410 Oberlin Road S.W.
P.O. Box 579
Massillon, Ohio 44648-0579
Telephone: (330) 837-6000
Fax: (330) 837-6083
Sales: $802 million (1998 est.)
SICs: 3325 Steel Foundries, Not Elsewhere Classified; 3312 Blast Furnaces & Steel
It is the mission of Republic Engineered Steels, Inc. to be customer focused and the supplier of choice. To this end we are committed to continuously improving our processes and working together to provide long-term growth, security, and profitability for our employees and shareholders.
Republic Engineered Steels, Inc. is the country's largest integrated producer of carbon and alloy bar, stainless, tool, and remelted specialty steels. As of 1998, the company operated 10 plants in Ohio, Pennsylvania, Maryland, Indiana, Illinois, and Connecticut. Republic primarily served the automotive, forging, industrial, and off-highway machinery, hydraulic equipment, aerospace, bearing, hand tool, and machine shop markets.
Republic traces its history to the establishment of the Berger Manufacturing Company in Canton, Ohio, in 1886. Berger was subsumed by United Alloy Steel Company, which was formed in 1916. Over the next 40 years, several companies were founded that would later merge to form Republic Steel. Union Drawn Steel was established in Beaver Falls, Pennsylvania, in 1889 and built a new plant in Gary, Indiana, in 1917. Another precursor to Republic, the Central Steel Corporation, was founded in Massillon, Ohio, in the early 1900s and built the world's first electrified steel plant. Central Steel grew rapidly, particularly during World War I when demand for steel skyrocketed. In 1926 Central Steel merged with Union Drawn and United Alloy to form the Central Alloy Steel Corporation.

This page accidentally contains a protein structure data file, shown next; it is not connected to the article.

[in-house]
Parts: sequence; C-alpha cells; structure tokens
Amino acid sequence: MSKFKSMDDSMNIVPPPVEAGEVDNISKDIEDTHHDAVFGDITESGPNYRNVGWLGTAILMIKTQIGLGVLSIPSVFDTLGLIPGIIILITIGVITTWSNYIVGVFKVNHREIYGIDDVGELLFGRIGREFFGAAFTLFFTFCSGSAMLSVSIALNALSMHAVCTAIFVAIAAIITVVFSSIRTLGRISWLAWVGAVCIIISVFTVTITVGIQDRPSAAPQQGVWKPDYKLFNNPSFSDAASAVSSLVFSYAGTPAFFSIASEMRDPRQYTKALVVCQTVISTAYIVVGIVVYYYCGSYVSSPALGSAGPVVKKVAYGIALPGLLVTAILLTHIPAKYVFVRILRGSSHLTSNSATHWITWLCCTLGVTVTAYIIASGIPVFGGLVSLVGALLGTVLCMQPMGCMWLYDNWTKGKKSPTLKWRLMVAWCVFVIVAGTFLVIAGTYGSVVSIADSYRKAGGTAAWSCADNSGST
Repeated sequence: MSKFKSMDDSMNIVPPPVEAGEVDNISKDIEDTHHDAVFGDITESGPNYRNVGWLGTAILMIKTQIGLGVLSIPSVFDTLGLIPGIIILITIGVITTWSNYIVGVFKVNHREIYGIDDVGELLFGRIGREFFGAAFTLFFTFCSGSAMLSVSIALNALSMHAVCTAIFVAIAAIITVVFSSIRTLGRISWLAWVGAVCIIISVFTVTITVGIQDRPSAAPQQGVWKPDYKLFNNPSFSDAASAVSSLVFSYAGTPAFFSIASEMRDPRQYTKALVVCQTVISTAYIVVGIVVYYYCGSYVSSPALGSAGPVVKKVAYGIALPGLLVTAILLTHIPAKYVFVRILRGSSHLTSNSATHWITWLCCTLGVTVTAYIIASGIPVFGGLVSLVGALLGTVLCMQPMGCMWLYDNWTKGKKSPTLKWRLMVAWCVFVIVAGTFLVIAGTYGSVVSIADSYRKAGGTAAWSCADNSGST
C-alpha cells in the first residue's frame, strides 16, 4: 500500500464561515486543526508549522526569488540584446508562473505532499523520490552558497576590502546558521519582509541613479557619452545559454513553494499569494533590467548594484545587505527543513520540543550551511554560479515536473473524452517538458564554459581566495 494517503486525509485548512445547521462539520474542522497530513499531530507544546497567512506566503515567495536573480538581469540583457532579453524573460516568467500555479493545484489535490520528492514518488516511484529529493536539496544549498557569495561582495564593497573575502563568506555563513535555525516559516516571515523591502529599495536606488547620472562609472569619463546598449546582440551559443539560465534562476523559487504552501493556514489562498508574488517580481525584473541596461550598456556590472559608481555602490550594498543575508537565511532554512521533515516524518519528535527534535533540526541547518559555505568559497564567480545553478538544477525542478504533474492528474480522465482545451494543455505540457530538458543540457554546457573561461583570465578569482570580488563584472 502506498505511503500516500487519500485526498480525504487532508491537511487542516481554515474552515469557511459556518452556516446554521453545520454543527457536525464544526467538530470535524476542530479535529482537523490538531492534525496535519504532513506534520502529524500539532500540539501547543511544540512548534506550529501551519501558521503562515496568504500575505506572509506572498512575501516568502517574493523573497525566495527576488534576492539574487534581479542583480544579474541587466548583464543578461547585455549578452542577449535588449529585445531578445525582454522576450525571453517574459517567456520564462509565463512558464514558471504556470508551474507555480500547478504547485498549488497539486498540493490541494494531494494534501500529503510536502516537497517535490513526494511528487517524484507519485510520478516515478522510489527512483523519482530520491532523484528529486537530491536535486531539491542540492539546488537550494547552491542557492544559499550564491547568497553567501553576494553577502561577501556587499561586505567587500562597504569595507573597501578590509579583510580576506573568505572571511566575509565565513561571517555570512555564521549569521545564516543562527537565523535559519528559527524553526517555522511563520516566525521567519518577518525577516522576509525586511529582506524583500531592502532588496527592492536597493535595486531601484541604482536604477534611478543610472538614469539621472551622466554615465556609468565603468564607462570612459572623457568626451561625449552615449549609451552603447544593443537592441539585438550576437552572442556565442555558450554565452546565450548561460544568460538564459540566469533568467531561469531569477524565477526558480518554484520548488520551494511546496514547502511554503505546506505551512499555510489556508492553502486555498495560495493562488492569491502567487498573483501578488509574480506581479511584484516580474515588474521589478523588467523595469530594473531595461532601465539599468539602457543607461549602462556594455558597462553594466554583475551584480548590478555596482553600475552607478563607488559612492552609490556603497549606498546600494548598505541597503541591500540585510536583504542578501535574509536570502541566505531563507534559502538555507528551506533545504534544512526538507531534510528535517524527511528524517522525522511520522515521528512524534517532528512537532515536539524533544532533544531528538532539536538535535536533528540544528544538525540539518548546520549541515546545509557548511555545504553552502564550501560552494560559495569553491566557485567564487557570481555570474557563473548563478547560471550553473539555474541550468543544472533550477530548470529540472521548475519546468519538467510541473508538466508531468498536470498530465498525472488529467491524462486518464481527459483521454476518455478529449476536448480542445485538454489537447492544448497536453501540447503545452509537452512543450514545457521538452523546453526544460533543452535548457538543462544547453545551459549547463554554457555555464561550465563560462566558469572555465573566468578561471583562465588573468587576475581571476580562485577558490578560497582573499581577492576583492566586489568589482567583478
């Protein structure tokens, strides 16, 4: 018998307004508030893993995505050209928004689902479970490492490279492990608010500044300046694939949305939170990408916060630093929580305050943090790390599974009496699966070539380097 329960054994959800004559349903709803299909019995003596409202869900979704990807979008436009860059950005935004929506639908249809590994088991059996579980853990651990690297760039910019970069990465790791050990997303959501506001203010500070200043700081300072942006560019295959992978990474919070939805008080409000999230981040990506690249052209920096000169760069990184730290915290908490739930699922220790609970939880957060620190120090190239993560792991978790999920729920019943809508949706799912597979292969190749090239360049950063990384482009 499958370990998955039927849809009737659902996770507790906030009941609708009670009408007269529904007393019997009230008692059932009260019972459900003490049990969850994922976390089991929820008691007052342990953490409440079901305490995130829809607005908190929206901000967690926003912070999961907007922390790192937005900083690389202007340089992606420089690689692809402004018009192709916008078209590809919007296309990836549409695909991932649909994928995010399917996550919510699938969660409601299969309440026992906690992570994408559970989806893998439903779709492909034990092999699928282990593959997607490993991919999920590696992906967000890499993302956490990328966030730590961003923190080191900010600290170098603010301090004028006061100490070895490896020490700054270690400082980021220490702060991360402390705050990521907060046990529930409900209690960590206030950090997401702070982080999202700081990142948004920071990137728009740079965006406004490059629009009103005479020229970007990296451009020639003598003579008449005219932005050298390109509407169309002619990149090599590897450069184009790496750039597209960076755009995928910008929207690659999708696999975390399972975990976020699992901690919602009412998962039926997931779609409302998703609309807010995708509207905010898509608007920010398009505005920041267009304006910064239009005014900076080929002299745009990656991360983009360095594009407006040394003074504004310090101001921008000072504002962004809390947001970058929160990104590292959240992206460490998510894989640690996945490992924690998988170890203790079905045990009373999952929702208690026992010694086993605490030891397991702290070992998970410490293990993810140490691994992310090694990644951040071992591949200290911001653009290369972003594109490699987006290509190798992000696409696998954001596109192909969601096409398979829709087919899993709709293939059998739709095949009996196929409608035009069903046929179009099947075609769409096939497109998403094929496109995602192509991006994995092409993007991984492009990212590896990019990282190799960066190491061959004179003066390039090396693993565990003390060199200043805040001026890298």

In 1930 Cyrus Eaton, a Cleveland industrialist, formed Republic Steel Corporation from a merger between Central Alloy Steel Corporation and the Interstate Iron and Steel Company, a Chicago-based company that had been founded in 1905. With the merger, Republic Steel became the third largest steel producer in the country, competing with United States Steel Corporation and the Bethlehem Steel Corporation. Republic Steel's research staff and skilled workforce, as well as its concentration of electric furnaces suitable for making a new product--stainless steel&mdash′ovided certain commercial advantages over its larger rivals.
Republic Steel's fortunes were affected by the conditions that influenced the development of all domestic steel producers in the years that followed: the economic constraints of the Great Depression and the growing movement to organize steelworker labor. The steel industry suffered intensely in the Great Depression, with production dropping to pre-1900 levels. Rail production, for example, fell by 1933 to its lowest level since 1865. Full-time employment industrywide fell from 158,000 to 18,000 in 1932 and wages bottomed out at 33 cents an hour for steelworkers. Conditions were ripe for labor organization.
Several steelworker strikes were stymied between 1932 and 1935 for various reasons, but the passage of the National Labor Relations Act in 1935 gave labor organizers renewed confidence. In June 1936 the Steel Workers Organizing Committee (SWOC) was formed and, with $500,000 from the supporting miners union, began recruiting members among the workers at the largest steel mills in the United States, including Republic Steel. Industrialists opposed union formation, and threats and violence against union sympathizers were not uncommon. By 1937, however, the SWOC had organized the nation's largest steel company, United States Steel Corporation, and was representing workers at the bargaining table with U.S. Steel management. Republic Steel and the management at several other steel companies did not recognize the SWOC, who had not achieved as great a membership among their workers as at U.S. Steel. In May and June 1937, the SWOC called for a strike at these "Little Steel" companies. On Memorial Day, 1937, steelworkers demonstrating at Republic Steel's mill in south Chicago were confronted by police. In what was later called the Memorial Day Massacre, ten workers died and approximately 100 were injured, mostly from bullet wounds in the back. The SWOC continued to gain momentum, however. By the time the SWOC had ratified its constitution and changed its name to the United Steel Workers Union in 1942, it had established a collective bargaining agreement with Republic Steel.